Michigan State University Student Radio

Impact 89FM | WDBM-FM

Michigan State University Student Radio

Impact 89FM | WDBM-FM

Michigan State University Student Radio

Impact 89FM | WDBM-FM


Kero Kero Bonito


Kero Kero Bonito is a band in limbo.

The British pop trio, known for their abrasive, bilingual sound, has been tiptoeing a thin line since their debut in 2014. Their music sounds like it was made with classroom instruments, but singer/rapper Sarah Midori Perry’s lyrics often drift into themes of professional adulthood, with deceptively sterile topics like job interviews. It’s a strange mix of young and old, and it’s exactly why Kero Kero Bonito’s music is unlike anything you’ve ever heard.

One of their first major singles, “Flamingo,” is a pretty good introduction. Minimalist in every way, Perry’s schoolyard rhymes are punctuated with only a sparse beat and panflute sample. Her voice is crystal clear, and doesn’t always speak English; Perry, born to a British father and Japanese mother, represents both languages equally in Kero Kero Bonito’s music, slipping effortlessly between them mid-sentence.

At its surface, “Flamingo” is a song about the color pink. But deeper down, it refers to inclusion, originality, and body pride. There’s a wonderful moment in the chorus where Perry alludes to her own mixed heritage, singing “if you’re multicolored, that’s cool too.” It’s a powerful message wrapped in a childlike package. And it’s got a killer beat.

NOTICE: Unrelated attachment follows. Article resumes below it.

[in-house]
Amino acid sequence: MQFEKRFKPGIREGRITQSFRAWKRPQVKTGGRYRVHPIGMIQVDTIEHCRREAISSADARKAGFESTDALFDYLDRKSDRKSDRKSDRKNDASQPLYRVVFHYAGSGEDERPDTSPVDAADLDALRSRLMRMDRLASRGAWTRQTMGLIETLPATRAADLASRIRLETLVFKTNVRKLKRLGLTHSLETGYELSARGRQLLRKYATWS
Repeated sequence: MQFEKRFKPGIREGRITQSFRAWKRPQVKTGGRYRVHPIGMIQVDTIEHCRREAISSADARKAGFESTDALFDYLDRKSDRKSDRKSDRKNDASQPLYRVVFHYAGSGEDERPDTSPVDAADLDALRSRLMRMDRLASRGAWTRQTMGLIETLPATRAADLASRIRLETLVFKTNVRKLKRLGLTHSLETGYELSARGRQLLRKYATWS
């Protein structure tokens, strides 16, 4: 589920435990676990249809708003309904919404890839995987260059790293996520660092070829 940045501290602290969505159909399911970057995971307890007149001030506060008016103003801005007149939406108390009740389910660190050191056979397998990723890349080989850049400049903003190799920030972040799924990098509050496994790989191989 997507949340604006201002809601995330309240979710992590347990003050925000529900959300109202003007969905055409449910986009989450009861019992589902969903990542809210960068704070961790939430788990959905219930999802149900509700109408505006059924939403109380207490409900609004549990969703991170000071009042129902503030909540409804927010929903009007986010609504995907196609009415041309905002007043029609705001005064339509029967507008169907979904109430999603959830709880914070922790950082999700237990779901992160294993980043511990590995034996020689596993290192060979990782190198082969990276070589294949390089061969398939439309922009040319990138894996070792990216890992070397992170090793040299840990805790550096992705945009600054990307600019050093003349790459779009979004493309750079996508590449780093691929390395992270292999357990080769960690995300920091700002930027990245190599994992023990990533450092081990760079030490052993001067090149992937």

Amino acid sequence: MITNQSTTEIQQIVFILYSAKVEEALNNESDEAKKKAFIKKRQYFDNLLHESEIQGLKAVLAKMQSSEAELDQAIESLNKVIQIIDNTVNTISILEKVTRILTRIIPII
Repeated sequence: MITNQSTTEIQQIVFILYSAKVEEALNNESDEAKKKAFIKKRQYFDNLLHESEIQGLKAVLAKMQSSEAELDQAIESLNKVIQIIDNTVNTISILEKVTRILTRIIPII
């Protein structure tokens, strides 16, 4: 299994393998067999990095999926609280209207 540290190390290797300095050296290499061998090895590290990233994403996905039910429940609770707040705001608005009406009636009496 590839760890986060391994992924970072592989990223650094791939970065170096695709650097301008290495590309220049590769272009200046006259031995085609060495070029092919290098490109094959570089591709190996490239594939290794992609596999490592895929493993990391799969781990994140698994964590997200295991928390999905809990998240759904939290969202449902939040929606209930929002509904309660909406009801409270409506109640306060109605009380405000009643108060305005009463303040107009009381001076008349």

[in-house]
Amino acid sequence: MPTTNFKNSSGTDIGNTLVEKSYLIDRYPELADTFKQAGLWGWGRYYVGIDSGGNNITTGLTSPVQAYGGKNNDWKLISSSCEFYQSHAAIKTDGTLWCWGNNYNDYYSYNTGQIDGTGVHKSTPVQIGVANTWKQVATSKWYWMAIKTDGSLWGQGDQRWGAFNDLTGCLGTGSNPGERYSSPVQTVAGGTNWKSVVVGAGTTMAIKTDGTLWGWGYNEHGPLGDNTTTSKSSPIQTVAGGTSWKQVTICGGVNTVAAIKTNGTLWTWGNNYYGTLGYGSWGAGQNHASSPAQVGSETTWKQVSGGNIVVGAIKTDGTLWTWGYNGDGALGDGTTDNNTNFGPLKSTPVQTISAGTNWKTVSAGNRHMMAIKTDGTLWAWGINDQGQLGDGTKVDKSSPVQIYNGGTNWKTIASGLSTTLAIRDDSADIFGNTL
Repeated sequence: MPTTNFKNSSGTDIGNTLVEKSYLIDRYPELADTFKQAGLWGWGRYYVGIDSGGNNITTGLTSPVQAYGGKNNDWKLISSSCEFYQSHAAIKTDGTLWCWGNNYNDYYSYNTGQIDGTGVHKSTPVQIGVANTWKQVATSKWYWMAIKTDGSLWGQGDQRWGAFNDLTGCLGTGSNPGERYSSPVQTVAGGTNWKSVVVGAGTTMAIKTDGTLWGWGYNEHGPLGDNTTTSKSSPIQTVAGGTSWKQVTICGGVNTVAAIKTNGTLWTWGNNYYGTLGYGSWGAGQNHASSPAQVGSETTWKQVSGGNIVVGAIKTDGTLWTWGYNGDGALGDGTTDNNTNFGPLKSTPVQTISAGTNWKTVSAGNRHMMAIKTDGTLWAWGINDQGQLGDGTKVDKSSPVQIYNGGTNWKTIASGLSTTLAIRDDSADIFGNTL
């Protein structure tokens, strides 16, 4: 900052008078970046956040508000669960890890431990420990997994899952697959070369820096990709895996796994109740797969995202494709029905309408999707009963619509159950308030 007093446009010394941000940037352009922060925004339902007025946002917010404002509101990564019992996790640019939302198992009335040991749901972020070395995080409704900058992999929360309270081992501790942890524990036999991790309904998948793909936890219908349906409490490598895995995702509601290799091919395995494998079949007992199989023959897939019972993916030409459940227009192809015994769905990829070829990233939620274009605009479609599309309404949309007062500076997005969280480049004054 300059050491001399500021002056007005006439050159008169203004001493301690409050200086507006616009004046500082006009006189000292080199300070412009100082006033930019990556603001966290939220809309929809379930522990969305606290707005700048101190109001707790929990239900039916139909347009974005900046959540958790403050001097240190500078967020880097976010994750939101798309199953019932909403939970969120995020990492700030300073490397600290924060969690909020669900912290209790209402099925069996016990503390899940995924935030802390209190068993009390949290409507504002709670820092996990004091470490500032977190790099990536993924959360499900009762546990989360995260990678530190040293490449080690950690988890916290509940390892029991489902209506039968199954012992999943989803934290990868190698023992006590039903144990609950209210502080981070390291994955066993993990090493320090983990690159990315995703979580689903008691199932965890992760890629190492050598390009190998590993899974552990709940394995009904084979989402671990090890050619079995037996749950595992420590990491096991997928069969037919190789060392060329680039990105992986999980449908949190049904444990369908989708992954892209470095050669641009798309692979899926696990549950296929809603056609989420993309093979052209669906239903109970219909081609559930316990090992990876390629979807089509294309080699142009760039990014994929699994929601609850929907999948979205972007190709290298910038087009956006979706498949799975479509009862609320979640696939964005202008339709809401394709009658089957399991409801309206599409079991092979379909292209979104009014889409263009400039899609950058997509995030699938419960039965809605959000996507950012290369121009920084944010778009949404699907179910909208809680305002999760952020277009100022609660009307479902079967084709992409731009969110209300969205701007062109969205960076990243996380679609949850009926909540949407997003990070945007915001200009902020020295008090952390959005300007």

In recent years, the duality of Kero Kero Bonito has become more apparent. With the release of their second album, Bonito Graduation, in October, they’ve forged further into dichotomous territory: track 3 is a cynical retrospective on public schooling and job opportunities. Track 4 is about a forgetful goldfish.

“Trampoline,” the band’s latest single, is uncharacteristically lush, with poppy trance chords and an EDM tambourine leading into an explosive chorus. But, the lyrics tread familiar Kero Kero Bonito ground, using a child’s experience as a metaphor for adult optimism. A child tries new tricks on a trampoline, while an adult rebounds from failures and takes new risks.

These lyrics, of course, are written from experience. Kero Kero Bonito may be a band in limbo, but I doubt they’d rather be anywhere else.

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